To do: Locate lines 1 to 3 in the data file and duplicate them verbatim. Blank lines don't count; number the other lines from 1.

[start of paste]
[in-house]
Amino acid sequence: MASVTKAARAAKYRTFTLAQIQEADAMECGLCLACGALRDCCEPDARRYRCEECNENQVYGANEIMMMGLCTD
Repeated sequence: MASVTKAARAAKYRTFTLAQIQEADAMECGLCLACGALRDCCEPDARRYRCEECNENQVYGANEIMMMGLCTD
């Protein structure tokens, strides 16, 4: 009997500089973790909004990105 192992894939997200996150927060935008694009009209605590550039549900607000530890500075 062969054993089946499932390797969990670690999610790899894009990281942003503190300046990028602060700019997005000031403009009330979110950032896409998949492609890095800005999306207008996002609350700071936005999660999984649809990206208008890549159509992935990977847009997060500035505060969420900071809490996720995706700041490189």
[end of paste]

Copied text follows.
[in-house]
Amino acid sequence: MASVTKAARAAKYRTFTLAQIQEADAMECGLCLACGALRDCCEPDARRYRCEECNENQVYGANEIMMMGLCTD
Repeated sequence: MASVTKAARAAKYRTFTLAQIQEADAMECGLCLACGALRDCCEPDARRYRCEECNENQVYGANEIMMMGLCTD